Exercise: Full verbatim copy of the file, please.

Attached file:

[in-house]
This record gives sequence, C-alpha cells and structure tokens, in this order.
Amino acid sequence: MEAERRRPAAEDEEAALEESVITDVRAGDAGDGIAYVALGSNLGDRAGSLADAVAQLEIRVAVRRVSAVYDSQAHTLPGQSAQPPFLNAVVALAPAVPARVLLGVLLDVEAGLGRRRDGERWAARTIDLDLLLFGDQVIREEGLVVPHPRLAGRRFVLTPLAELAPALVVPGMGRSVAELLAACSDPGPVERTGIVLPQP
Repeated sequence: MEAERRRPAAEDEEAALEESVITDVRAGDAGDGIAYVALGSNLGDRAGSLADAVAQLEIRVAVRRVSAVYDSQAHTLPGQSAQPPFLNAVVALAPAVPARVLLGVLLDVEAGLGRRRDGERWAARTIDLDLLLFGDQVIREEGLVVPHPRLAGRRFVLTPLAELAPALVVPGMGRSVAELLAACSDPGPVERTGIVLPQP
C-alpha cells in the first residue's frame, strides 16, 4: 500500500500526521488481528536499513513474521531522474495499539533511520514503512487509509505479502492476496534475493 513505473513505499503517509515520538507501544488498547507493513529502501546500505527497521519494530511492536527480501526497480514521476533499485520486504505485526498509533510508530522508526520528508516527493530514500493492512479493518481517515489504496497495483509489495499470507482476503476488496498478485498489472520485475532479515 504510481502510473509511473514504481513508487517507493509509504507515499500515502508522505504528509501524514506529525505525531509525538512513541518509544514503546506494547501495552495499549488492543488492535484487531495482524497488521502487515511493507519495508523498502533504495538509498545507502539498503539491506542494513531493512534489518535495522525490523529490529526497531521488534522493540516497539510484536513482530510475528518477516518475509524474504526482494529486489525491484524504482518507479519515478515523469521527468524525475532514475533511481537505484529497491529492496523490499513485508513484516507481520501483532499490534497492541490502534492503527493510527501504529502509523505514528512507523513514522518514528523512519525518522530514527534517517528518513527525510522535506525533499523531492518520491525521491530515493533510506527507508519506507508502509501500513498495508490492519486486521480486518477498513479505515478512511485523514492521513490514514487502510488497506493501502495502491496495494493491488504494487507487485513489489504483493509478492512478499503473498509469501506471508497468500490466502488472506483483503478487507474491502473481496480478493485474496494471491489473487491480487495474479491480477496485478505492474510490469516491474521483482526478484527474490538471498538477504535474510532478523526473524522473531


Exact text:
[in-house]
This record gives sequence, C-alpha cells and structure tokens, in this order.
Amino acid sequence: MEAERRRPAAEDEEAALEESVITDVRAGDAGDGIAYVALGSNLGDRAGSLADAVAQLEIRVAVRRVSAVYDSQAHTLPGQSAQPPFLNAVVALAPAVPARVLLGVLLDVEAGLGRRRDGERWAARTIDLDLLLFGDQVIREEGLVVPHPRLAGRRFVLTPLAELAPALVVPGMGRSVAELLAACSDPGPVERTGIVLPQP
Repeated sequence: MEAERRRPAAEDEEAALEESVITDVRAGDAGDGIAYVALGSNLGDRAGSLADAVAQLEIRVAVRRVSAVYDSQAHTLPGQSAQPPFLNAVVALAPAVPARVLLGVLLDVEAGLGRRRDGERWAARTIDLDLLLFGDQVIREEGLVVPHPRLAGRRFVLTPLAELAPALVVPGMGRSVAELLAACSDPGPVERTGIVLPQP
C-alpha cells in the first residue's frame, strides 16, 4: 500500500500526521488481528536499513513474521531522474495499539533511520514503512487509509505479502492476496534475493 513505473513505499503517509515520538507501544488498547507493513529502501546500505527497521519494530511492536527480501526497480514521476533499485520486504505485526498509533510508530522508526520528508516527493530514500493492512479493518481517515489504496497495483509489495499470507482476503476488496498478485498489472520485475532479515 504510481502510473509511473514504481513508487517507493509509504507515499500515502508522505504528509501524514506529525505525531509525538512513541518509544514503546506494547501495552495499549488492543488492535484487531495482524497488521502487515511493507519495508523498502533504495538509498545507502539498503539491506542494513531493512534489518535495522525490523529490529526497531521488534522493540516497539510484536513482530510475528518477516518475509524474504526482494529486489525491484524504482518507479519515478515523469521527468524525475532514475533511481537505484529497491529492496523490499513485508513484516507481520501483532499490534497492541490502534492503527493510527501504529502509523505514528512507523513514522518514528523512519525518522530514527534517517528518513527525510522535506525533499523531492518520491525521491530515493533510506527507508519506507508502509501500513498495508490492519486486521480486518477498513479505515478512511485523514492521513490514514487502510488497506493501502495502491496495494493491488504494487507487485513489489504483493509478492512478499503473498509469501506471508497468500490466502488472506483483503478487507474491502473481496480478493485474496494471491489473487491480487495474479491480477496485478505492474510490469516491474521483482526478484527474490538471498538477504535474510532478523526473524522473531